Unexpected kind acts restore faith in mankind

This Just In...

October 24, 1997|By DAN RODRICKS

I keep getting them - stories of good deeds that stun people so much they call to break the news. This just in: "A stranger stopped to fix my flat tire. ... Two Goucher students found my purse and drove 50 miles to return it. ... My little girl lost the '' money she saved for a birthday toy, and someone returned it."

Personally, I don't have a coronary when people are nice. (I'm not thoroughly jaded yet, though I'm trying to catch up.) But I understand why others find it amazing. So I guess I shouldn't keep these stories to myself. They're comfort food for the soul. Here are a couple of fresh ones.

On Oct. 15, after the Indians knocked the Orioles out of postseason play, Harriet Goldberg fell on Pratt Street. She was coming from the game with her daughter, Helene, walking back to her car. She busted her lip and her nose. Blood all over. It was dizzying. It was embarrassing. She was six blocks from her car.

A man and a woman, twentysomethings, about Helene's age, stopped to help. One ran to a bar for ice, the other hailed a cab. When the cab came, the driver took Harriet and her daughter to their car. He refused to take money. "If any mom is hurt, it's like my mom is hurt and I can't take your money," he said.

Says Harriet: "My faith has been restored in the goodness of the people of Baltimore."

And then there was Scott Cusimano, who deals in equipment for medical laboratories. Last week, someone lifted his briefcase while he was paying a visit to Johns Hopkins Hospital. He didn't expect to see it or the checks inside again.

Next day, the phone rang with a collect call from someone named Albert Hill. This fellow was on the street near Hopkins; he'd found a bag filled with checks, a calculator, a Day-Timer and business papers. Some of the papers had Scott Cusimano's name and telephone number. The man on the phone said something about being homeless.

He said he'd leave Scott's stuff at the main security desk in the hospital.

Scott recovered the items, checks and all, the next day. He left Albert Hill a new flannel shirt and gift certificates for a restaurant.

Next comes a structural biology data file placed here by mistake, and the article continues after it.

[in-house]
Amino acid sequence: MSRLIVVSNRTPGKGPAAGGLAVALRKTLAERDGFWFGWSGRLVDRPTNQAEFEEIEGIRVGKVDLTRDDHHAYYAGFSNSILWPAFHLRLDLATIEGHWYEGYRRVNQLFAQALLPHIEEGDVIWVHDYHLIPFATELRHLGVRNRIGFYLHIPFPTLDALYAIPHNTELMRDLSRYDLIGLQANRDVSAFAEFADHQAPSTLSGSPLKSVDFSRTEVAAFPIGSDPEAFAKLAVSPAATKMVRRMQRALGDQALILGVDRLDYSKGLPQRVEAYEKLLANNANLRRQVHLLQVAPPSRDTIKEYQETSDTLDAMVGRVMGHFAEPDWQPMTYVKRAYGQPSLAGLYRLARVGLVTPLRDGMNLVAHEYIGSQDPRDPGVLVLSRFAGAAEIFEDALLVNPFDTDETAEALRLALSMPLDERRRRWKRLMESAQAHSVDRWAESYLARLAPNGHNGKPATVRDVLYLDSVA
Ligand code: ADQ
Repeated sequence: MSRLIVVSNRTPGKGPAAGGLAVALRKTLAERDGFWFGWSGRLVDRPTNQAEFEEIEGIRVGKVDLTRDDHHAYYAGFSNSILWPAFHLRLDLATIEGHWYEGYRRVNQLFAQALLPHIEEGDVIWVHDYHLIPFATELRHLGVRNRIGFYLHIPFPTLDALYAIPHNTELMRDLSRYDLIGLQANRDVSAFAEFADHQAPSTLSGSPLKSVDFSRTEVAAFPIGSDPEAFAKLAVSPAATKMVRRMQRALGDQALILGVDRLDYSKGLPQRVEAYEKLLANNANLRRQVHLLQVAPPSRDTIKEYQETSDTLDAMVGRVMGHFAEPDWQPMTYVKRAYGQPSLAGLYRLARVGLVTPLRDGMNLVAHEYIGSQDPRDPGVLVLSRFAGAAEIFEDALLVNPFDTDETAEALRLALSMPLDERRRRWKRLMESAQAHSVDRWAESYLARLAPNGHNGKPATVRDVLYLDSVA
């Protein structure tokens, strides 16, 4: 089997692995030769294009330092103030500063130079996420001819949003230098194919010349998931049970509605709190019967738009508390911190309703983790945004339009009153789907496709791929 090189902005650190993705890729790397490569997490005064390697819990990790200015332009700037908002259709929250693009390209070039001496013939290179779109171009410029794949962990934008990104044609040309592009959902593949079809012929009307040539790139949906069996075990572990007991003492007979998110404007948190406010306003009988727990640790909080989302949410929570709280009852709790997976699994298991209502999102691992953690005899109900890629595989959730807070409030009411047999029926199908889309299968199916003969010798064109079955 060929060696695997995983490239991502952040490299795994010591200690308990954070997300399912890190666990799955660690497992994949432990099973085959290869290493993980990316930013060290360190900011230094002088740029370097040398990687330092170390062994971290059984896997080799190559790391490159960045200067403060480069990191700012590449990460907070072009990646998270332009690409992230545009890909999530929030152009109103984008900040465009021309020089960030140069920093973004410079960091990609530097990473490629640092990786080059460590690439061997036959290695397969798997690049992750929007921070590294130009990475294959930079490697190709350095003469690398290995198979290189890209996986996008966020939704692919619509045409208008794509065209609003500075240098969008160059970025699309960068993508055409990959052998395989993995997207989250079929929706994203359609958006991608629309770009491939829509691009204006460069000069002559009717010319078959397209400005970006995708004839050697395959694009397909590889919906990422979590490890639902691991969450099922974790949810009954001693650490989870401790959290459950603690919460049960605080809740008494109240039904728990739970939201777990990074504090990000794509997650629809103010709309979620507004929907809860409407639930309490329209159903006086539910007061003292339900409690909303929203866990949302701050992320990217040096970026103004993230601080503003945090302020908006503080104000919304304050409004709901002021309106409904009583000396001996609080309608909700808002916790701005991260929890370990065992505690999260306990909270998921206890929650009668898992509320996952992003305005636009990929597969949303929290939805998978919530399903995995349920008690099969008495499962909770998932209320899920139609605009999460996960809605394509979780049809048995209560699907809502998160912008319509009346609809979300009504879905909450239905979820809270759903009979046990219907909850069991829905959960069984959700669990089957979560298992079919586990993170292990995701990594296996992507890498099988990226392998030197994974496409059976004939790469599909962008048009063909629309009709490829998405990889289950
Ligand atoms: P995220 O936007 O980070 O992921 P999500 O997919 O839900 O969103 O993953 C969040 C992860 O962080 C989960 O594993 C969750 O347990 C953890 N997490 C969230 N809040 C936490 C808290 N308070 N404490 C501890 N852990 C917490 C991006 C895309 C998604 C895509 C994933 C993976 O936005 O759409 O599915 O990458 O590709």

Both Scott and his wife, Cindy, used "unbelievable" to describe Albert Hill's return of the items from the briefcase.

Maybe the more we hear these stories the more believable they become.

So . . . more later.

A sainted 'HolyWeen'

From the bulletin of Messiah United Methodist Church, Taneytown: "HolyWeen Party Oct. 31. Become your favorite saint or Bible character. There will be prizes for the best Bible character or saint."

I can see the Bible character bit - everybody loves a loincloth.

But saints? I didn't know Methodists were into saints. I thought saints were pretty much a Catholic thing - you know, the power of intercession and all that. ("When they lose something, some people go to St. Anthony for intercession," Joey Amalfitano says. "When I was in college, I went to St. Bart's for intercession.")

I'm an ecumenical guy. I like that saint-savvy is not limited to Catholics or their kindred. Saints are cool. Saints are miraculous. They all have stories. They all have causes. So, Methodists or not, I would say the opportunity for fun at a dress-like-a-saint party is high.

Still, this is a Halloween gig. The potential for ghoulishness is huge, and I think the good people of Taneytown ought to know that. I mean, 'tis the season for ghoulishness, and among saints there is plenty of that sort of thing: John the Baptist, beheaded; St. Sebastian, riddled with arrows; Joan of Arc, burned at the stake; St. Cecilia, steamed and hacked. That's just to name a few of your holy martyrs who suffered ghastly deaths.

The statues I've seen of St. Lucy show her holding a plate of eyeballs. St. Patrick usually has snakes at his feet.

Personally, I don't have the stomach for eyeballs or snakes. If I go to this party, I do the St. Anthony thing. It's safe, it's easy. I get a robe, some sandals. I shave my head and walk around with my pockets full of lost eyeglasses and car keys. I'd be the most popular guy on the floor.

Swearing by 'Stoop'

After Pal Joey - Mr. Joseph Amalfitano - used "stoop" to describe the top step of a rowhouse on Fleet Street a couple of weeks ago, some lady called here complaining that Joey can't be an authentic Baltimorean because no Baltimorean uses that word. Well, horse hockey. Joey is a native son. The fact that he would use "stoop" in conversation is not surprising. "Stoop" might not be used throughout town - some people are actually quite priggish about the use of this word - but it's certainly used in some sections of it. I've heard it in East Baltimore and West VTC Baltimore. Gene Raynor, longtime elections official and Baltimorean, says he's heard front steps called stoops all his life, from Chester Street to Little Italy to Canton. And I swear by my membership card in the Honorable Sons of Pigtowne that I've heard "stoop" mentioned over there. Once there was even talk about having the Stoop-Sitting Olympics in Pigtown. So there.

Long wait, great music

Called the Motor Vehicle Administration lately? Our favorite state bureaucracy has that automated switchboard with the elaborate option system and more extensions than the Pentagon. A friend of mine, being the responsible person he is, called the MVA's Financial Responsibility Division the other day. He was on hold for 30 minutes. But he wasn't really mad about it. "I spent the time listening to a wonderful jazz piano rendition of 'Don't Get Around Much Anymore,' " he said. "I thought that was a nice touch."

Pub Date: 10/24/97

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